NORTON: That’s great to hear. One big concern was definitely how do we convey emotion through these inanimate objects? It was crucial to do research and I watched a lot of examples from Who Framed Roger Rabbit, Wall-E, Aladdin (specifically the magic carpet), and even Kirsten Lepore’s short film Bottle. I looked for the choices these amazing animators had made, how they translated emotion through a carpet or a blob, and their acting beats and pauses. Catherine and I met one day and talked about how to express certain emotions and I shared with her what I had learned from my research. She told me something really interesting, that one of the first things puppeteers do to give life to an object is to make it breath. And if you look for it in the video you’ll see there’s a lot of breathing and those nice beats and pauses that we were looking for. On the story side, I think it helped that I gave the characters their own arch in the video. She starts off being shy and scared and becomes more loose (like in the slutty bathroom scene) and adventurous along the way. And the jeans start off being cocky and adventurous but end up sacrificing themselves for the shirt; he (the jeans) is a dancer and gave a part of that up so that she (the shirt) could live. And that’s pretty heartwarming.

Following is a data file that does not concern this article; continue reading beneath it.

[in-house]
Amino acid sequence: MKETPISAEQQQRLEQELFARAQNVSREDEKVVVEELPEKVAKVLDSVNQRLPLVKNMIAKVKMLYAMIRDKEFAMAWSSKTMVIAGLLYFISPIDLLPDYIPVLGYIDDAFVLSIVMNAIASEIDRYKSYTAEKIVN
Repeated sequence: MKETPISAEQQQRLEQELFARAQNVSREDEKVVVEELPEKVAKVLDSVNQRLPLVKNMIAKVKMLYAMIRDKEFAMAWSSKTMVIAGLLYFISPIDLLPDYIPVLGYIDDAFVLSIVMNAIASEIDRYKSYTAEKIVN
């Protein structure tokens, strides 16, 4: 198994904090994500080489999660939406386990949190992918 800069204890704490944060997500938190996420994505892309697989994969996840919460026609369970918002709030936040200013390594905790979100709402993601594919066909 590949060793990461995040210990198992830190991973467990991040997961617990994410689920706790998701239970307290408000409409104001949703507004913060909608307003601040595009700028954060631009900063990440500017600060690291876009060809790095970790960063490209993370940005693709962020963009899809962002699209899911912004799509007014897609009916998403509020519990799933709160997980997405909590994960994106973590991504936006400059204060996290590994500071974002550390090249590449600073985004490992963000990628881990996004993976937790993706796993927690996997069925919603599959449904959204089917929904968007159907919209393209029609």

Doug: You have another video, Killer Shoes, that also features living apparel. Were you hoping people would make that connection? And have they?

NORTON: Initially that almost made me scratch the whole idea. Because a part of me thought: “no, I can’t do the same thing again, then I’ll be known as the guy that does the clothes-coming-to-life videos.” But then I read a great quote from Hitchcock that said: “self-plagiarism is style.” And that really solidified my choice to go with it. That and the fact that the band, manager, and label all loved the idea. But I was asked the other day if I was gonna turn it into a trilogy. Maybe I will. With a hat this time, maybe?

norton, papa, video chats, young rut

Doug Klinger is the co-founder/content director of IMVDb and watches more music videos than anyone on earth. You can find him on twitter at @doug_klinger.